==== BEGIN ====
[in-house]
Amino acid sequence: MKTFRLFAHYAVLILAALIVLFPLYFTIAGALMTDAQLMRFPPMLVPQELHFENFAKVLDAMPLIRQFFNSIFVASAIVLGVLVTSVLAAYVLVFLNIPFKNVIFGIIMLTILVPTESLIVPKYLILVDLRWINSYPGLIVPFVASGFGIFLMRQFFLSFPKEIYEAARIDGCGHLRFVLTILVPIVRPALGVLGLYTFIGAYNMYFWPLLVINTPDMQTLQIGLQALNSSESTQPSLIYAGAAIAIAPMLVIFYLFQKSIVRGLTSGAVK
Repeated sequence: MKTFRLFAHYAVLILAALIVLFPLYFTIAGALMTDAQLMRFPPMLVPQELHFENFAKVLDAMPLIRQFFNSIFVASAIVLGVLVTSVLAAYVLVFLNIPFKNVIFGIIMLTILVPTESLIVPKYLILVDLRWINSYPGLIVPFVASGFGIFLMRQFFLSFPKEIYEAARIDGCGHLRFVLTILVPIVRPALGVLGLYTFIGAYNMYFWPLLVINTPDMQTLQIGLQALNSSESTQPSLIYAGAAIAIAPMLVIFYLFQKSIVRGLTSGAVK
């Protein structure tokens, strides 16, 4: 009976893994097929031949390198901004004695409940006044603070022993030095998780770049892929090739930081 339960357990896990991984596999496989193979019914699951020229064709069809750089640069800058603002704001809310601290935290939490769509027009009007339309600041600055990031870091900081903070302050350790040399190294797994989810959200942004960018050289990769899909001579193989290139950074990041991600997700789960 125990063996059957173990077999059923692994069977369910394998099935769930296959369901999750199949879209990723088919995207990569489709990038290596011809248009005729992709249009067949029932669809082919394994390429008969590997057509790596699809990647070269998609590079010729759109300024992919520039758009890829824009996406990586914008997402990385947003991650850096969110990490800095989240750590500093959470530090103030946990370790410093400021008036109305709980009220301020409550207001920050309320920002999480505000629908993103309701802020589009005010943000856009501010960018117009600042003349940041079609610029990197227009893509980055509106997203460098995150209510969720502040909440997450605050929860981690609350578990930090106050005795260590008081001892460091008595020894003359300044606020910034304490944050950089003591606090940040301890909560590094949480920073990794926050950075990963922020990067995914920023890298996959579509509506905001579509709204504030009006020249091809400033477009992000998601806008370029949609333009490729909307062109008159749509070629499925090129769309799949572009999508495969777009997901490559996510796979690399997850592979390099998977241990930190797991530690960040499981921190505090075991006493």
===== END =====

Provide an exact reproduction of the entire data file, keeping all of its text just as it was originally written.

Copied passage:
[in-house]
Amino acid sequence: MKTFRLFAHYAVLILAALIVLFPLYFTIAGALMTDAQLMRFPPMLVPQELHFENFAKVLDAMPLIRQFFNSIFVASAIVLGVLVTSVLAAYVLVFLNIPFKNVIFGIIMLTILVPTESLIVPKYLILVDLRWINSYPGLIVPFVASGFGIFLMRQFFLSFPKEIYEAARIDGCGHLRFVLTILVPIVRPALGVLGLYTFIGAYNMYFWPLLVINTPDMQTLQIGLQALNSSESTQPSLIYAGAAIAIAPMLVIFYLFQKSIVRGLTSGAVK
Repeated sequence: MKTFRLFAHYAVLILAALIVLFPLYFTIAGALMTDAQLMRFPPMLVPQELHFENFAKVLDAMPLIRQFFNSIFVASAIVLGVLVTSVLAAYVLVFLNIPFKNVIFGIIMLTILVPTESLIVPKYLILVDLRWINSYPGLIVPFVASGFGIFLMRQFFLSFPKEIYEAARIDGCGHLRFVLTILVPIVRPALGVLGLYTFIGAYNMYFWPLLVINTPDMQTLQIGLQALNSSESTQPSLIYAGAAIAIAPMLVIFYLFQKSIVRGLTSGAVK
């Protein structure tokens, strides 16, 4: 009976893994097929031949390198901004004695409940006044603070022993030095998780770049892929090739930081 339960357990896990991984596999496989193979019914699951020229064709069809750089640069800058603002704001809310601290935290939490769509027009009007339309600041600055990031870091900081903070302050350790040399190294797994989810959200942004960018050289990769899909001579193989290139950074990041991600997700789960 125990063996059957173990077999059923692994069977369910394998099935769930296959369901999750199949879209990723088919995207990569489709990038290596011809248009005729992709249009067949029932669809082919394994390429008969590997057509790596699809990647070269998609590079010729759109300024992919520039758009890829824009996406990586914008997402990385947003991650850096969110990490800095989240750590500093959470530090103030946990370790410093400021008036109305709980009220301020409550207001920050309320920002999480505000629908993103309701802020589009005010943000856009501010960018117009600042003349940041079609610029990197227009893509980055509106997203460098995150209510969720502040909440997450605050929860981690609350578990930090106050005795260590008081001892460091008595020894003359300044606020910034304490944050950089003591606090940040301890909560590094949480920073990794926050950075990963922020990067995914920023890298996959579509509506905001579509709204504030009006020249091809400033477009992000998601806008370029949609333009490729909307062109008159749509070629499925090129769309799949572009999508495969777009997901490559996510796979690399997850592979390099998977241990930190797991530690960040499981921190505090075991006493």